Since cholesterol and other sterols are hydrophobic lipids, intracellular sterol transport is mediated either by vesicles or by soluble protein carriers (3). An example of the latter is the steroidogenic acute regulatory protein (StAR/StarD1), which delivers cholesterol to mitochondrial P450 side-chain-cleavage enzymes in steroidogenic cells (4). There is a family of proteins with homology to StAR, each containing a 200- 210-aa StAR-related lipid transfer (START) domain (5). The START domain of MLN64/StarD3, which is 36% identical to StAR, has also been shown in vitro to bind cholesterol (6) and stimulate steroidogenesis (7). The MLN64 START domain crystal structure shows an internal hydrophobic tunnel that could accommodate a cholesterol molecule (6). The only other START domain with a known lipid ligand is the phosphatidylcholine transfer protein (PCTP/StarD2) (8).

In this study, cDNA microarrays were used to identify cholesterol-regulated genes. As an in vivo physiological model, C57BL/6 mice were fed a high-cholesterol diet to raise liver cholesterol. StarD4 (START-domain-containing 4) was identified as a gene whose hepatic expression decreased more than 2-fold upon cholesterol feeding. StarD4 expression was coordinately regulated with known SREBP-target genes, suggesting that StarD4 is also SREBP regulated. StarD5 and StarD6 were identified on the basis of homology to StarD4, and the three form a subfamily among START domain-containing proteins. StarD4 and StarD5 were ubiquitously expressed, with highest levels in liver and kidney, whereas StarD6 expression was limited to the testis. These three proteins may function in the intracellular shuttling of sterols or other lipids.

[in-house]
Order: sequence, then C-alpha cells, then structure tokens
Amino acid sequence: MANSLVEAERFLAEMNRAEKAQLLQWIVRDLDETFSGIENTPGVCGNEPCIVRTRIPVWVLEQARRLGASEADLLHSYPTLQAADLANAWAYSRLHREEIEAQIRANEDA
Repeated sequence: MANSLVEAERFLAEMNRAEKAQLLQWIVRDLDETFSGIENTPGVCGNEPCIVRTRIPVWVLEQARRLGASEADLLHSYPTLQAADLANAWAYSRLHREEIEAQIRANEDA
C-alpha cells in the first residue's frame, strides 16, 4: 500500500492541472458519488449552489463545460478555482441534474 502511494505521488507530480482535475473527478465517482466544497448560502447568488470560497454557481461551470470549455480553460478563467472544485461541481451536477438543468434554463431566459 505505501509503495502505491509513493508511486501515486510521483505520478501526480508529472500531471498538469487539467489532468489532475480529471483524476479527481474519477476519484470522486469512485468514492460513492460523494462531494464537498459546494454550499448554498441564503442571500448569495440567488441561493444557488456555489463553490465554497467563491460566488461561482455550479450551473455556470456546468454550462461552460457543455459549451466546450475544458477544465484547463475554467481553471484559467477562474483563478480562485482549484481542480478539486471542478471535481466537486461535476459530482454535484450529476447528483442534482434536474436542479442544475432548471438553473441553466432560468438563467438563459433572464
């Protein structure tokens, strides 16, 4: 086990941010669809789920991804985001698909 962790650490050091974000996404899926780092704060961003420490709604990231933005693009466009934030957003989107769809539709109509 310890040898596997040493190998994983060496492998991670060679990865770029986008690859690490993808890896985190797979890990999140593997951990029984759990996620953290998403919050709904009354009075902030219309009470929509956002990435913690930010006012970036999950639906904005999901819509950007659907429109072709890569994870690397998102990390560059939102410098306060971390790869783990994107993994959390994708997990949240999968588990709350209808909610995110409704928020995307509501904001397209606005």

Materials and Methods

Animals and Diets.

Six-week old C57/BL6 mice (The Jackson Laboratory) were housed in a specific pathogen free, humidity- and temperature-controlled room with a 12-h light-dark cycle. Mice were fed pelleted PicoLab Rodent Diet 20 (product code 5053), which contains 0.02% cholesterol (wt/wt), or the same diet supplemented to 0.5% cholesterol (wt/wt) (Harlan Teklad, Madison, WI). After 3 weeks, mice were fasted for 6 h, anesthetized with ketamine, and killed during the last 3 h of the light cycle. Livers were harvested, frozen in liquid nitrogen, and stored at −80°C. Liver cholesterol was assayed by gas chromatography (9).

cDNA Microarrays.

Fluorescent cDNA probes were synthesized by reverse transcribing (Invitrogen Superscript II) 100 μg of liver total RNA (prepared by using RNeasy from Qiagen, Valencia, CA) in the presence of Cy3- or Cy5-labeled dUTP (Amersham Pharmacia Biotech). cDNA microarrays with ≈9,000 mouse expressed sequence tags (ESTs) were a generous gift of Raju Kucherlapati at Albert Einstein College of Medicine (10). Array protocols are online at http://sequence.aecom.yu.edu/bioinf/microarray/protocol4.html. Scanned arrays were analyzed with ScanAlyze (by Michael Eisen, http://rana.lbl.gov/EisenSoftware.htm), and results were compiled by using Microsoft Excel and Access.